Marion bio photo

Hi, I'm Marion

A data scientist passionate about the brain. Check out my projects on Brain Computer Interfaces & Machine Learning ♥

marion@ebrain.io Twitter Google+ LinkedIn Github

If you are using the OpenBCI v3 with Mac, chances are that you had to deal with latency issues when getting the data packets from the OpenBCI board. The problem is further detailed in this post.

You can solve this latency problem by setting the Read Buffer Size in the config data of the Info.plist file. Below are the steps to get this going on Mac.

Step 1: cleanup

Remove the kernel extension (you might not have it already installed. If so, skip this step)
sudo rm -rf /System/Library/Extensions/FTDIUSBSerialDriver.kext


Make sure you don’t have another old FTDI driver installed under /Library/Extensions. If that’s the case, remove it:
sudo rm -rf /Library/Extensions/FTDIUSBSerialDriver.kext

Step 2: get the FTDI driver

Download the FTDI driver version 2.2.18 here.

Step 3: dev mode

Enable kext-dev-mode patch:
sudo nvram boot-args="kext-dev-mode=1"

Step 4

Reboot your computer.

Step 5

Unload the FTDI kernel extension:
sudo kextunload /System/Library/Extensions/FTDIUSBSerialDriver.kext

Step 6

Make sure it’s unloaded:
kextstat | grep FTDI (this command should not print out anything)

Step 7

Open the Info.plist file: sudo vim /System/Library/Extensions/FTDIUSBSerialDriver.kext/Contents/Info.plist

Step 8

Insert config data for the “FT X Series” key.

Info.plist “FT X Series” entry before – without config data

            <key>FT X Series</key>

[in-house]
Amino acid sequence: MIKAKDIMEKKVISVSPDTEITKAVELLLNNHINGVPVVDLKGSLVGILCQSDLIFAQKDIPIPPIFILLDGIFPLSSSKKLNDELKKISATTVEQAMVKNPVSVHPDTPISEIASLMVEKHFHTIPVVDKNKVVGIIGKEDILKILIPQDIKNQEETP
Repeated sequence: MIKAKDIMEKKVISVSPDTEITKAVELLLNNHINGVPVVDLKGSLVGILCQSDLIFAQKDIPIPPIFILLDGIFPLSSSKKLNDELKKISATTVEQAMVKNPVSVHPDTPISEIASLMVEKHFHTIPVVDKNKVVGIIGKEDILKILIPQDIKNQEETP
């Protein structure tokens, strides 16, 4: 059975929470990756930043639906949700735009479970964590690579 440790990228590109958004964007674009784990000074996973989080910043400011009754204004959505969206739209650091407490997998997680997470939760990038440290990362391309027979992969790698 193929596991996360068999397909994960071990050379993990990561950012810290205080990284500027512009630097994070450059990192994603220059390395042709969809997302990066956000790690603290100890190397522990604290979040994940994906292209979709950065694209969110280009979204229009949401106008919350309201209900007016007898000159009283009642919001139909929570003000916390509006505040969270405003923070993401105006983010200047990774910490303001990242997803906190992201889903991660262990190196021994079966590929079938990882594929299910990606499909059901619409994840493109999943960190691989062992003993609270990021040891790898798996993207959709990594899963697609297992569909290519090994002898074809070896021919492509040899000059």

<dict>
                    <key>CFBundleIdentifier</key>                               
                    <string>com.FTDI.driver.FTDIUSBSerialDriver</string>
                    <key>IOClass</key>
                    <string>FTDIUSBSerialDriver</string>
                    <key>IOProviderClass</key>
                    <string>IOUSBInterface</string>
                    <key>bConfigurationValue</key>
                    <integer>1</integer>
                    <key>bInterfaceNumber</key>
                    <integer>0</integer>
                    <key>bcdDevice</key>
                    <integer>4096</integer>
                    <key>idProduct</key>
                    <integer>24597</integer>
                    <key>idVendor</key>
                    <integer>1027</integer>
            </dict>

Info.plist “FT X Series” entry after – with config data

            <key>FT X Series</key>
            <dict>
                    <key>CFBundleIdentifier</key>
                    <string>com.FTDI.driver.FTDIUSBSerialDriver</string>
                    <key>IOClass</key>
                    <string>FTDIUSBSerialDriver</string>
                    <key>IOProviderClass</key>
                    <string>IOUSBInterface</string>
                    <key>bConfigurationValue</key>
                    <integer>1</integer>
                    <key>bInterfaceNumber</key>
                    <integer>0</integer>
                    <key>bcdDevice</key>
                    <integer>4096</integer>
                    <key>idProduct</key>
                    <integer>24597</integer>
                    <key>idVendor</key>
                    <integer>1027</integer>
                    <key>ConfigData</key>
                    <dict>
                      <key>PortName</key>
                      <string>OpenBCI</string>
                      <key>InBufferSize</key>
                      <integer>64</integer>
                    </dict>
            </dict>

Note: I also renamed the port name to OpenBCI because it’s easier to spot if the board is connected or not.

Step 9

Load the kernel extension:
sudo kextload /System/Library/Extensions/FTDIUSBSerialDriver.kext

Step 10

Make sure it’s loaded:
kextstat | grep FTDI

You should see something like that:
145 0 0xffffff7f82dce000 0x8000 0x8000 com.FTDI.driver.FTDIUSBSerialDriver (2.2.18) <118 37 5 4 3 1>

Step 11

Have fun with your OpenBCI board and real time data. \m/-(^.^)-\m/

Useful links